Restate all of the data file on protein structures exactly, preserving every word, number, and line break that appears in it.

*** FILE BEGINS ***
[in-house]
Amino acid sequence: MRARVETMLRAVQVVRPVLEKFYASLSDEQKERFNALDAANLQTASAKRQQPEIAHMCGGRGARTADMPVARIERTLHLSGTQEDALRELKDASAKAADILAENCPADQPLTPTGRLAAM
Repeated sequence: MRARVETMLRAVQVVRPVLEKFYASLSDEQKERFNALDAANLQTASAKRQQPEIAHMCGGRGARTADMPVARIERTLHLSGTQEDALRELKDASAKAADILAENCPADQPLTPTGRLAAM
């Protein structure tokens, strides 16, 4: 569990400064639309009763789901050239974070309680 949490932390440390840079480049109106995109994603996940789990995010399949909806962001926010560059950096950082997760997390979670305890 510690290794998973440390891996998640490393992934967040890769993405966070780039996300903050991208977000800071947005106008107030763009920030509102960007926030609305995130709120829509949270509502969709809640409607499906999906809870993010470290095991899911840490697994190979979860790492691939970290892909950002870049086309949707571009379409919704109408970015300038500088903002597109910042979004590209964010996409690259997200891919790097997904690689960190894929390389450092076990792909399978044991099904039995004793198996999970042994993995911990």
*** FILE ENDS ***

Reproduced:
[in-house]
Amino acid sequence: MRARVETMLRAVQVVRPVLEKFYASLSDEQKERFNALDAANLQTASAKRQQPEIAHMCGGRGARTADMPVARIERTLHLSGTQEDALRELKDASAKAADILAENCPADQPLTPTGRLAAM
Repeated sequence: MRARVETMLRAVQVVRPVLEKFYASLSDEQKERFNALDAANLQTASAKRQQPEIAHMCGGRGARTADMPVARIERTLHLSGTQEDALRELKDASAKAADILAENCPADQPLTPTGRLAAM
């Protein structure tokens, strides 16, 4: 569990400064639309009763789901050239974070309680 949490932390440390840079480049109106995109994603996940789990995010399949909806962001926010560059950096950082997760997390979670305890 510690290794998973440390891996998640490393992934967040890769993405966070780039996300903050991208977000800071947005106008107030763009920030509102960007926030609305995130709120829509949270509502969709809640409607499906999906809870993010470290095991899911840490697994190979979860790492691939970290892909950002870049086309949707571009379409919704109408970015300038500088903002597109910042979004590209964010996409690259997200891919790097997904690689960190894929390389450092076990792909399978044991099904039995004793198996999970042994993995911990």